Saturday, December 28, 2013

N. Mureddu (2013) ‘‘Ad omnia quae uelit incredibilis’: An Overview of Ancient Magic from the Roman Context to its Late Antique Perspective and Models’

Hematite magic scarab gem with a
"uroborus" serpent. Protective gem.
(1st century CE, Roman Egypt)
Today we delve into the world of magic! Nicola Mureddu discusses first Roman and then early Christian perceptions of magic in this article, and delves into the key powers, beliefs, and figures in both systems. Of special concern is Simon Magus--Simon the Magician--a first century CE convert to Christianity who engaged in magic and made many claims as to his own powers before being ultimately defeated by St. Peter. The article provides a basic understanding of some key ideas and sources in respect to ancient magic in the early empire into the fourth century CE.

PDF of the Article: Here. 

Journal Issue: Here. 

Feedburner Link: Here.

iTunes Page: Here. 

For a broader overview of magic and its criminalization in the Roman empire [in text form], I would suggest James Rives' wonderful article on "Magic in Roman Law."

Tuesday, December 17, 2013

Simona Minozzi, et al., Gout and Dwarfism: Two Bioarchaeological Articles on Imperial Romans

In this episode, Sarah reads two open-access palaeopathology articles.

Simona Minozzi, Federica Bianchi, Walter Pantano, Paola Catalano, Davide Caramella and Gino Fornaciari, (2013) "A Case of Gout from Imperial Rome (1st-2nd century AD)." J Clin Res Bioeth 4:4.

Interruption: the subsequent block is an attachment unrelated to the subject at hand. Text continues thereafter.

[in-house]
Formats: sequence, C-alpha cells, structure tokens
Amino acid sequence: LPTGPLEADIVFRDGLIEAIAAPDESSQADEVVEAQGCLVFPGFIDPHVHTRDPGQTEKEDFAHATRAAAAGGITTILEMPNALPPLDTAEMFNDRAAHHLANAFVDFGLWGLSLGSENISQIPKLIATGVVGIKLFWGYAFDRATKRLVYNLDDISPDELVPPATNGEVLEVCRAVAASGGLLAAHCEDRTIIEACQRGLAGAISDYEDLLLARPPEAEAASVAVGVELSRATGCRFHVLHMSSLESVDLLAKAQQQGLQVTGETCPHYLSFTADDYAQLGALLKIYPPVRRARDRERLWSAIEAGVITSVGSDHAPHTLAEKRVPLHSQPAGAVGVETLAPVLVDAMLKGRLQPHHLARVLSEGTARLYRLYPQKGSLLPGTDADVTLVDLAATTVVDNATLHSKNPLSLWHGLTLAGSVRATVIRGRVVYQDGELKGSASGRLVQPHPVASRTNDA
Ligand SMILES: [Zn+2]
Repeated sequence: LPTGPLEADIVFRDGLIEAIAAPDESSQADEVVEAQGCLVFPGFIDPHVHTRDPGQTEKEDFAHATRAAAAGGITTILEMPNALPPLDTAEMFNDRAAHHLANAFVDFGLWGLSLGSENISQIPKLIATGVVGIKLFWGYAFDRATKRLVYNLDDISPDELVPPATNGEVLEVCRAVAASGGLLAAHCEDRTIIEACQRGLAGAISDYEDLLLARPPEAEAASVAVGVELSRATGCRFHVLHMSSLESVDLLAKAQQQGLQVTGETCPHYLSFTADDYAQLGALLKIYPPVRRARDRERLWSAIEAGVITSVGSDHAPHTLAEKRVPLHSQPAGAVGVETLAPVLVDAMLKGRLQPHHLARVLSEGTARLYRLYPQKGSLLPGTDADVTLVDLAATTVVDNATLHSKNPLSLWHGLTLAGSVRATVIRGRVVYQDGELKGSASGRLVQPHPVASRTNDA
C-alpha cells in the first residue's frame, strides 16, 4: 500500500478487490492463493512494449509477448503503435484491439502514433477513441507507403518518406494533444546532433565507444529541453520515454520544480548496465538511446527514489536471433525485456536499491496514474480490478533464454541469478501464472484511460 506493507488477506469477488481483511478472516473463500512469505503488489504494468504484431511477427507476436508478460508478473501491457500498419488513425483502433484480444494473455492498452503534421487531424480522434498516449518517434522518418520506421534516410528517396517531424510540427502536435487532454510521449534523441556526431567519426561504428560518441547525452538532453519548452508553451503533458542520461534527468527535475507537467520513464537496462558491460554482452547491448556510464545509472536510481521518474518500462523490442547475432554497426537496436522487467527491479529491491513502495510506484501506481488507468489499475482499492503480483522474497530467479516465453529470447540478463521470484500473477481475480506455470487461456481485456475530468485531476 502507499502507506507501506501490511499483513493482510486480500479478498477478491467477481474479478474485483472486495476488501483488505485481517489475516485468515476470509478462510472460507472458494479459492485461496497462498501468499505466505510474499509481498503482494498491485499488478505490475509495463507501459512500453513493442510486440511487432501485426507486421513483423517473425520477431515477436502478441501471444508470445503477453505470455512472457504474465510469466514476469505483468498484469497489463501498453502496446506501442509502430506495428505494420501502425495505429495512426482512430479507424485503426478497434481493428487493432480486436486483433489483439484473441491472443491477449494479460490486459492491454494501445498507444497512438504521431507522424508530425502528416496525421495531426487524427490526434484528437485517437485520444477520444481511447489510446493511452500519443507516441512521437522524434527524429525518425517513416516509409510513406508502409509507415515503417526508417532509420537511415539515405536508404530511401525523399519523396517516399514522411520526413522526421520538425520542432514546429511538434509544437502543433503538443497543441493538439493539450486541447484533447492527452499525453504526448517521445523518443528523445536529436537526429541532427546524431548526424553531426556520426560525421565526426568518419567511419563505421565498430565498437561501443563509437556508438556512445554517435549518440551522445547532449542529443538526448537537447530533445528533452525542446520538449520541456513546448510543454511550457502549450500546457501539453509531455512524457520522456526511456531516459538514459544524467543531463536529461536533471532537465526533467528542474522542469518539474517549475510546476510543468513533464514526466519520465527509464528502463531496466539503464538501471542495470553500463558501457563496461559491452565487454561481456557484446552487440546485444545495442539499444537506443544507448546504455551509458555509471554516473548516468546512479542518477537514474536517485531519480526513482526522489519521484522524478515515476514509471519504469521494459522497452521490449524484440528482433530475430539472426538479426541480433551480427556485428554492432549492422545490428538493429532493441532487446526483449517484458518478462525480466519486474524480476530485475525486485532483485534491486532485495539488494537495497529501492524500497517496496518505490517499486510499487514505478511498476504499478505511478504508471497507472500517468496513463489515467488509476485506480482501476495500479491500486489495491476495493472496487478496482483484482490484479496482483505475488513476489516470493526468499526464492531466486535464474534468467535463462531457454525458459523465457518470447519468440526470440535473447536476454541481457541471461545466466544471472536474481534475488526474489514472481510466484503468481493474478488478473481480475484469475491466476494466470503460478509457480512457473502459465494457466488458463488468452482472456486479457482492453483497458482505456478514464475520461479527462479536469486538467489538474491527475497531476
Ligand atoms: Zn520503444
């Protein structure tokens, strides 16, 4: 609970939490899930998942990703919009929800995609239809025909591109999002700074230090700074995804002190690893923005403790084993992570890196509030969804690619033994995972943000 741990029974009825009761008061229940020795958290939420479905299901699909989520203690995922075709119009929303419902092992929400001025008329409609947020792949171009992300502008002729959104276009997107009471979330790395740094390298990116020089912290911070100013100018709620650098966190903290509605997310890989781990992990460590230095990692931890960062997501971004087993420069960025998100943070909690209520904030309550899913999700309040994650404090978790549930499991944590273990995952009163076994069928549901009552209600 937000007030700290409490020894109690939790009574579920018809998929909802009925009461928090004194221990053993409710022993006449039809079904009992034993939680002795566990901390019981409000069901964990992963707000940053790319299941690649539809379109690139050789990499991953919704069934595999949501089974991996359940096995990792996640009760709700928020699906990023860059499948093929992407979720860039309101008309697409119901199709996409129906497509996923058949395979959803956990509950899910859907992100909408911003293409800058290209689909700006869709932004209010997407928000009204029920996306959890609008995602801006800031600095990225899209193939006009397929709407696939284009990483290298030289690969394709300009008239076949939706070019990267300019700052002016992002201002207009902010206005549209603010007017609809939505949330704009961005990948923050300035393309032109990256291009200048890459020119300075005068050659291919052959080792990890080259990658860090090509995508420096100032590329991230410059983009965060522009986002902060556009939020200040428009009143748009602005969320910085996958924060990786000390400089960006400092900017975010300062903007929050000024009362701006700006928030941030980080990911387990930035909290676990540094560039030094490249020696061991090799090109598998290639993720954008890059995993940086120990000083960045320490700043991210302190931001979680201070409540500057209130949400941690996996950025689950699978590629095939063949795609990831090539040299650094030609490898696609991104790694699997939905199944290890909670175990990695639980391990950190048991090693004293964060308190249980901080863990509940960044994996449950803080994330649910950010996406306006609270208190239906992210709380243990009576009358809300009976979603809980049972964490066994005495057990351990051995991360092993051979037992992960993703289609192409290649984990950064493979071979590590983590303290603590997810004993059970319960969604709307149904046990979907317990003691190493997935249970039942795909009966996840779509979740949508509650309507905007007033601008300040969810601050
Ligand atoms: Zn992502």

Abstract: The study of pathological alterations in ancient skeletal remains may contribute to the
reconstruction of the history of diseases and health conditions of ancient populations. Therefore, in recent research palaeopathology provides an important point of view in bioarchaeology and medicine. This work describes the bone alterations observed in the skeleton of an adult woman found during archaeological excavations in the greatest necropolis of the Imperial Age in Rome. The skeletal remains showed some pathological anomalies and the most evident alterations consisted of multiple osteolytic lesions involving mainly the small bones of the feet, which presented round cavitations and scarce signs of bone repair. Differential diagnosis suggests that this individual was affected by gout, probably associated with hypothyroidism that determined her short stature. 

Article Link.

S. Minozzi, A. Lunardini, P. Catalano, D. Caramella, G. Fornaciari, (2013) "Dwarfism in Imperial Rome: A Case of Skeletal Evidence." J Clin Res Bioeth 4:154.

[No Published Abstract]